The purpose of this study was to evaluate early endotracheal intubation (ETI) on favorable neurological outcomes at 1 month after OHCA.
We extracted patients who were performed ETI on the scene from nationwide OHCA database registered between 2014 and 2015. Total of 7410 patients with 15 to 115 years old and recorded ETI time were analyzed. Subjects were divided into shockable(n=) and non-shockable(n=) because of potential differences in the treatment protocol, and they additionally parted into three phases (Early, 1-8min; Middle, 9-12min ; Late, 13-27min) by tertile of ETI time respectively. Multivariable logistic regression was applied to estimating of odds ratio for the favorable neurological outcomes (CPC1-2) rate and ROSC rate.
In the shockable cohort, Early had the highest rate of CPC1-2(Early vs. Middle vs. Late, 12.7% vs. 6.6% vs. 4.9%) and ROSC (Early vs Middle vs Late, 27.3% vs 15.8% vs 14.6%) among all phases. Early compared with Late was significantly associated with ROSC (adjusted odds ratios, 3.67; 95%CI, 1.99-6.79), but there was no association between insertion phases and CPC1-2.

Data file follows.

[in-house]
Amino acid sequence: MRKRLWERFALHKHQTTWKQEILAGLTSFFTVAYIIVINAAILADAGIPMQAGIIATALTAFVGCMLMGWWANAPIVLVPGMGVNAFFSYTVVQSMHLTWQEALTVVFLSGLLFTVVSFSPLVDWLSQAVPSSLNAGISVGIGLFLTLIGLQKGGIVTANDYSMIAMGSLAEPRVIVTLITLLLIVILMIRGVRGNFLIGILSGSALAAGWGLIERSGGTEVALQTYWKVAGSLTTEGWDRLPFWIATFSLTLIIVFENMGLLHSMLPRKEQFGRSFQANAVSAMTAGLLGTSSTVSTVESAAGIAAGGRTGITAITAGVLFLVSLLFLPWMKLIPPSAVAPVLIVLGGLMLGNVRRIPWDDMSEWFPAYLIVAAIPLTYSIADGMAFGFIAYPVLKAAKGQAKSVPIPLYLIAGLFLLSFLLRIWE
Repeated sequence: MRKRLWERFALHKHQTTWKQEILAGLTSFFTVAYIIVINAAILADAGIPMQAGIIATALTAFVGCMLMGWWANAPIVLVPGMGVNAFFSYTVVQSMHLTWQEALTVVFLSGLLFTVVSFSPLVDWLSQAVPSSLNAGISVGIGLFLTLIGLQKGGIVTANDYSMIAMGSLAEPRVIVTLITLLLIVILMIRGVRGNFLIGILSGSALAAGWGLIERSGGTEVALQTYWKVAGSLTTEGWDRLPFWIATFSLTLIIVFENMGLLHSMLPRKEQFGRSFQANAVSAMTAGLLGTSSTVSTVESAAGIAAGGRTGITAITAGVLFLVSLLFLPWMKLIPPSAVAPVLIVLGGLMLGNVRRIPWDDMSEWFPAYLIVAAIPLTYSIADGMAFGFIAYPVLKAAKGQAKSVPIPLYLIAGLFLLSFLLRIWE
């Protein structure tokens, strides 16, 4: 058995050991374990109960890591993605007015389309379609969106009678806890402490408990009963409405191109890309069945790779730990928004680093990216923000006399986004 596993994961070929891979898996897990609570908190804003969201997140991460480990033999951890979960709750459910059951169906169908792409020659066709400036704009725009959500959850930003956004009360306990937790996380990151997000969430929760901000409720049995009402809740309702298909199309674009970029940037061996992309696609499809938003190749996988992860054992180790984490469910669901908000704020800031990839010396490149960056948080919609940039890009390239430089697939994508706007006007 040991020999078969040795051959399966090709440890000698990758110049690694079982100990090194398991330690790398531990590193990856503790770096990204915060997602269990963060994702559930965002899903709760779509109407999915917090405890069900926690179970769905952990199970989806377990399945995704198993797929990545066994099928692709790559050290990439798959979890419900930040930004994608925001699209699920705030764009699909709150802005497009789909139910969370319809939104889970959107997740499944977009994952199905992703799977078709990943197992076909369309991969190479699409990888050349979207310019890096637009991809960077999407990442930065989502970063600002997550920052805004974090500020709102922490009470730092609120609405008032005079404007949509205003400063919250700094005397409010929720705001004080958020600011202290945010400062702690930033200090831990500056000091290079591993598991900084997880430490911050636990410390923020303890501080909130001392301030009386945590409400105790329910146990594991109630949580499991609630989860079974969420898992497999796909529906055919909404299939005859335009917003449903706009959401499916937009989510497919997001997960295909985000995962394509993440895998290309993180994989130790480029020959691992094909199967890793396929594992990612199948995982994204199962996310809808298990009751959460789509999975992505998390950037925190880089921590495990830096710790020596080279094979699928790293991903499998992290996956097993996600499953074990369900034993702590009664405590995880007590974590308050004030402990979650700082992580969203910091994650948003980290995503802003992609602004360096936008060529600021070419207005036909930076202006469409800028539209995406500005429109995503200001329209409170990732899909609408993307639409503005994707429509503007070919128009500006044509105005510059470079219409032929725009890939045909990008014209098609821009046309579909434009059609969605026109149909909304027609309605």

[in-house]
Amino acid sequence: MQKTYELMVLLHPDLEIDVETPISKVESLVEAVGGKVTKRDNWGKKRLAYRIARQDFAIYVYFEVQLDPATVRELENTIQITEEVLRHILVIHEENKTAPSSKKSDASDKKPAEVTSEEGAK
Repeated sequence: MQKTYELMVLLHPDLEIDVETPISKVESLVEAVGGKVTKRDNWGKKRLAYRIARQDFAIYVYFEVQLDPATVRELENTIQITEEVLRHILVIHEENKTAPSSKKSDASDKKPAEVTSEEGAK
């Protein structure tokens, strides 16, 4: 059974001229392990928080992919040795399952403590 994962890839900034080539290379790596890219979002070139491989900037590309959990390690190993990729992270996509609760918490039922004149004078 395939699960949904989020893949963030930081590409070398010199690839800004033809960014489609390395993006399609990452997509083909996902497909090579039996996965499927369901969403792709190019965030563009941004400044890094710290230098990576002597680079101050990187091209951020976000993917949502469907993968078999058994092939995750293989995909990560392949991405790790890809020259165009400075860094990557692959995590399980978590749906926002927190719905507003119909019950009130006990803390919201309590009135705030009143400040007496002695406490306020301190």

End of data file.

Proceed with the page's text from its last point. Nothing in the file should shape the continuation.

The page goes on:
In the non-shockable cohort, Early had the highest rate of CPC1-2 (Early vs. Middle vs. Late; 1.6% vs. 1.0% vs. 0.9%) and ROSC (Early vs. Middle vs. Late; 22.1% vs. 19.4% vs. 11.8%) among all phases. Early compared with Late was significantly associated with CPC1-2(adjusted odds ratios, 1.81; 95%CI, 1.02-3.22), and Early and Middle were significantly associated with ROSC (adjusted odds ratios, 2.87,2.21 ;95%CI, 2.39-3.44, 1.82-2.67, respectively).
Inserting ETI in the early phase at the scene for OHCA might be more effective than that in the late period to improve patients’ neurological outcomes.